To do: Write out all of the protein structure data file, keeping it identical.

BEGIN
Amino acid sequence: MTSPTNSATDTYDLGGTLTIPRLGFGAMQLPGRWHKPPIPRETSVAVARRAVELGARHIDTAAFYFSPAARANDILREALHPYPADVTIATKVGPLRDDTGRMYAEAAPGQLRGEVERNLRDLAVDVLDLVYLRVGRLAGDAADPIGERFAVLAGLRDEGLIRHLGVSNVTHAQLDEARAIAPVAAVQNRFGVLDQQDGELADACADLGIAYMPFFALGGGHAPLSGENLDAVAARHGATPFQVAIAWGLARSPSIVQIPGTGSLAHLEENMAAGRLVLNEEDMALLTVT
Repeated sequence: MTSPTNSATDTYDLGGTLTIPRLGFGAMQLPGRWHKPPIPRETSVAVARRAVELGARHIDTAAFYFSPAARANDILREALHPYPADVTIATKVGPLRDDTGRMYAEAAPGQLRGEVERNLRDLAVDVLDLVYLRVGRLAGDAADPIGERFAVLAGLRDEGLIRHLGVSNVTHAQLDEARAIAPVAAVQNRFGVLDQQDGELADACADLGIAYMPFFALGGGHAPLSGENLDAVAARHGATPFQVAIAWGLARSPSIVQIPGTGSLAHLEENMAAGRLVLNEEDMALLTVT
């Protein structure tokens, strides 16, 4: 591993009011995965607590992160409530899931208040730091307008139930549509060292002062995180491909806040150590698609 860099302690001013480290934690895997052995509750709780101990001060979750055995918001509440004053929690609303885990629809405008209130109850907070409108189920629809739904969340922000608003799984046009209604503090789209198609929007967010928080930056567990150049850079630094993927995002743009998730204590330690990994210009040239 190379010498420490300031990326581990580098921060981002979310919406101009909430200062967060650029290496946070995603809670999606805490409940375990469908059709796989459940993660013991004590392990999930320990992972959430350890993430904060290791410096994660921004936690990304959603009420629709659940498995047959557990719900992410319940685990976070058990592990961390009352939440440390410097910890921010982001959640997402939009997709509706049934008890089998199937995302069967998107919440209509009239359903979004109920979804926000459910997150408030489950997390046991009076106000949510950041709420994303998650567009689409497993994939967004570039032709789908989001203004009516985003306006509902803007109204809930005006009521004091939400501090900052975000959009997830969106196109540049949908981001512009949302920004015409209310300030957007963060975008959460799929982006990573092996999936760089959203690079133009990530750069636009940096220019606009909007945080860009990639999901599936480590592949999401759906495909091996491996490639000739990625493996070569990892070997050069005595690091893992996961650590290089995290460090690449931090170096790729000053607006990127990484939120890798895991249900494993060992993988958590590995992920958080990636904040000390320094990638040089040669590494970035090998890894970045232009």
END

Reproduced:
Amino acid sequence: MTSPTNSATDTYDLGGTLTIPRLGFGAMQLPGRWHKPPIPRETSVAVARRAVELGARHIDTAAFYFSPAARANDILREALHPYPADVTIATKVGPLRDDTGRMYAEAAPGQLRGEVERNLRDLAVDVLDLVYLRVGRLAGDAADPIGERFAVLAGLRDEGLIRHLGVSNVTHAQLDEARAIAPVAAVQNRFGVLDQQDGELADACADLGIAYMPFFALGGGHAPLSGENLDAVAARHGATPFQVAIAWGLARSPSIVQIPGTGSLAHLEENMAAGRLVLNEEDMALLTVT
Repeated sequence: MTSPTNSATDTYDLGGTLTIPRLGFGAMQLPGRWHKPPIPRETSVAVARRAVELGARHIDTAAFYFSPAARANDILREALHPYPADVTIATKVGPLRDDTGRMYAEAAPGQLRGEVERNLRDLAVDVLDLVYLRVGRLAGDAADPIGERFAVLAGLRDEGLIRHLGVSNVTHAQLDEARAIAPVAAVQNRFGVLDQQDGELADACADLGIAYMPFFALGGGHAPLSGENLDAVAARHGATPFQVAIAWGLARSPSIVQIPGTGSLAHLEENMAAGRLVLNEEDMALLTVT
């Protein structure tokens, strides 16, 4: 591993009011995965607590992160409530899931208040730091307008139930549509060292002062995180491909806040150590698609 860099302690001013480290934690895997052995509750709780101990001060979750055995918001509440004053929690609303885990629809405008209130109850907070409108189920629809739904969340922000608003799984046009209604503090789209198609929007967010928080930056567990150049850079630094993927995002743009998730204590330690990994210009040239 190379010498420490300031990326581990580098921060981002979310919406101009909430200062967060650029290496946070995603809670999606805490409940375990469908059709796989459940993660013991004590392990999930320990992972959430350890993430904060290791410096994660921004936690990304959603009420629709659940498995047959557990719900992410319940685990976070058990592990961390009352939440440390410097910890921010982001959640997402939009997709509706049934008890089998199937995302069967998107919440209509009239359903979004109920979804926000459910997150408030489950997390046991009076106000949510950041709420994303998650567009689409497993994939967004570039032709789908989001203004009516985003306006509902803007109204809930005006009521004091939400501090900052975000959009997830969106196109540049949908981001512009949302920004015409209310300030957007963060975008959460799929982006990573092996999936760089959203690079133009990530750069636009940096220019606009909007945080860009990639999901599936480590592949999401759906495909091996491996490639000739990625493996070569990892070997050069005595690091893992996961650590290089995290460090690449931090170096790729000053607006990127990484939120890798895991249900494993060992993988958590590995992920958080990636904040000390320094990638040089040669590494970035090998890894970045232009």